This kind of topsy-turvy class hierarchy can lead to all sorts of headaches, and a recursive mutex provides only a band-aid solution for a more fundamental architectural problem.


Regardless of the mutex type, it should always be the same thread which acquires and releases the same mutex. The general pattern that you use in code is something like this:

Thread 1

    Acquire mutex A
    // Modify or read shared data
    Release mutex A

Thread 2

    Attempt to acquire mutex A
    Block as thread 1 has mutex A
    When thread 1 has released mutex A, acquire it
    // Modify or read shared data
    Release mutex A

It gets more complicated when you have multiple mutexes that can be acquired simultaneously (say, mutex A and B). There is the risk that you'll run into a deadlock situation like this:

Thread 1

    Acquire mutex A
    // Access some data...

*** Context switch to thread 2 ***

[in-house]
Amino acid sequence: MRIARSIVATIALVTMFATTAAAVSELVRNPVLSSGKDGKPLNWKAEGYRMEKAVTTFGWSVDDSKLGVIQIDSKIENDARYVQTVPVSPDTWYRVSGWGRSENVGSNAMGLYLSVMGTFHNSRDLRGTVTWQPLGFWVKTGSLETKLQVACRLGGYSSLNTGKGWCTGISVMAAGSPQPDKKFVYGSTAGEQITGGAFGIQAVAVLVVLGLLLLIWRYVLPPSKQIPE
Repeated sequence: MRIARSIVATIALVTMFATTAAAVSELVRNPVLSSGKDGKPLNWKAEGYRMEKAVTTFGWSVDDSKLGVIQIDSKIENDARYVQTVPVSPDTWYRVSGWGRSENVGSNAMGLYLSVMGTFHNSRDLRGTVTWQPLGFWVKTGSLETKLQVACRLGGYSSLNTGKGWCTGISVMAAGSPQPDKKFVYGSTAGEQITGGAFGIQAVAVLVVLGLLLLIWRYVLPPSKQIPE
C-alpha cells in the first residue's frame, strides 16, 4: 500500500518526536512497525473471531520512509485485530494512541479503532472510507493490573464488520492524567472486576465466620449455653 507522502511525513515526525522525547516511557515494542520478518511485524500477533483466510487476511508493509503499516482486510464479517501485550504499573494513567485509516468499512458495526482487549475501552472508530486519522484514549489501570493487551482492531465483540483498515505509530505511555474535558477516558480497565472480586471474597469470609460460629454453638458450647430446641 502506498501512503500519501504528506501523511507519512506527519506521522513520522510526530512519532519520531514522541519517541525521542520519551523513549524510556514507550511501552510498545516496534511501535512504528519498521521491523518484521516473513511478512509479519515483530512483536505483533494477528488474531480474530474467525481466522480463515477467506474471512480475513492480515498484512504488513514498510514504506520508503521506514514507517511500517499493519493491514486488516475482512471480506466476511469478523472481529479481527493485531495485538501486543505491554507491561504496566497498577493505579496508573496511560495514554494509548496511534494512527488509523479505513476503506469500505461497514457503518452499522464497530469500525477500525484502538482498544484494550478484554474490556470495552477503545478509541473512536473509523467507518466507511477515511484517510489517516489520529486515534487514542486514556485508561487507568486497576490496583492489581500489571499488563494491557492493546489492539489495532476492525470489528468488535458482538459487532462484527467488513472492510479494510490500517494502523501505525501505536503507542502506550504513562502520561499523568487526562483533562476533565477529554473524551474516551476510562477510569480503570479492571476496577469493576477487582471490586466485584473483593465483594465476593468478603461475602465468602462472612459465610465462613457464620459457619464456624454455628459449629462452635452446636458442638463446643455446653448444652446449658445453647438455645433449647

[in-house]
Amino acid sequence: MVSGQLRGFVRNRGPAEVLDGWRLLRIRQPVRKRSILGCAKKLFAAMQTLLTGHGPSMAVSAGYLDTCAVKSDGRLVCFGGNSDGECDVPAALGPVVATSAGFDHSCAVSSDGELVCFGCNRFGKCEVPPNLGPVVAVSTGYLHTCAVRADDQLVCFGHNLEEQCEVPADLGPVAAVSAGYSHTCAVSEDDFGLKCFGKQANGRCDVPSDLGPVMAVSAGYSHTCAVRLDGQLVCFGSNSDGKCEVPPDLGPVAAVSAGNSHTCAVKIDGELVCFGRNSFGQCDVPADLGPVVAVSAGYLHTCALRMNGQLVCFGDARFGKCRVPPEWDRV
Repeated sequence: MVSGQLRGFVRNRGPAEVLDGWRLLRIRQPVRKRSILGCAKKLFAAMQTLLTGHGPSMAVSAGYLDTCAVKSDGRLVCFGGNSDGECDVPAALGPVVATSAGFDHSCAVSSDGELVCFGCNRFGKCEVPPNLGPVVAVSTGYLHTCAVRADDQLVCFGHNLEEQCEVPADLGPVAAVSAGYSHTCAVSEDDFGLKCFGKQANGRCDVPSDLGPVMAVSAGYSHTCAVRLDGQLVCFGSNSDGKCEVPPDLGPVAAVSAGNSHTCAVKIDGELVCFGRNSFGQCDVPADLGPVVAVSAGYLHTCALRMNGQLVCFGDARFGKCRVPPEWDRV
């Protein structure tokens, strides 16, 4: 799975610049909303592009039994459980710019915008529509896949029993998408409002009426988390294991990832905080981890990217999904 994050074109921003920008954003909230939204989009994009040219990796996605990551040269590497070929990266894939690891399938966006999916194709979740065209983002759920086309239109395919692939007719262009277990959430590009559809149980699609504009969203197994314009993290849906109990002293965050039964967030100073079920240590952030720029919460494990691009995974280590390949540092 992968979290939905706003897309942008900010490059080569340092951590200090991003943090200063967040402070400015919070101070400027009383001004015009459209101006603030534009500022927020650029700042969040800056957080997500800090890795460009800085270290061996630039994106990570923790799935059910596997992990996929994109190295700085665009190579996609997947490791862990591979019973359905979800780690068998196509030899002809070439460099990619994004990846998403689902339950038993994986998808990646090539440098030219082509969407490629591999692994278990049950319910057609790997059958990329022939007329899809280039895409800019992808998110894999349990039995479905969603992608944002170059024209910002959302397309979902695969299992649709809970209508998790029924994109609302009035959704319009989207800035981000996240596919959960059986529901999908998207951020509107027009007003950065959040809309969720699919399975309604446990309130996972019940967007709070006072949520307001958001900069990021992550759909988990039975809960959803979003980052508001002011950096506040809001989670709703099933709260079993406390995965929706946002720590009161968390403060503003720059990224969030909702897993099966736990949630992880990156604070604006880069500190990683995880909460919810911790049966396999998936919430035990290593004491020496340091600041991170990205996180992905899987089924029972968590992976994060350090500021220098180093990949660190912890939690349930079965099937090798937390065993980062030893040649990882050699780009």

Thread 2

    Acquire mutex B
    // Access some data

*** Context switch to thread 1 ***

    Attempt to acquire mutex B
    Wait for thread 2 to release mutex B

*** Context switch to thread 2 ***

    Attempt to acquire mutex A
    Wait for thread 1 to release mutex A

*** DEADLOCK ***

We now have a situation where each thread is waiting for the other thread to release the other lock -- this is known as the ABBA deadlock pattern.

To prevent this situation, it is important that each thread always acquires the mutexes in the same order (e.g. always A, then B).

  • Basing from your answer, for non-recursive mutex can only be unlocked by the thread that locked it, right. – jasonline Feb 24 '10 at 3:39
  • @jasonline - Yes, the very nature of mutexes is that the thread which acquires it, releases it. If another thread could release a mutex acquired by another thread, what purpose would the mutex achieve? – LeopardSkinPillBoxHat Feb 24 '10 at 3:41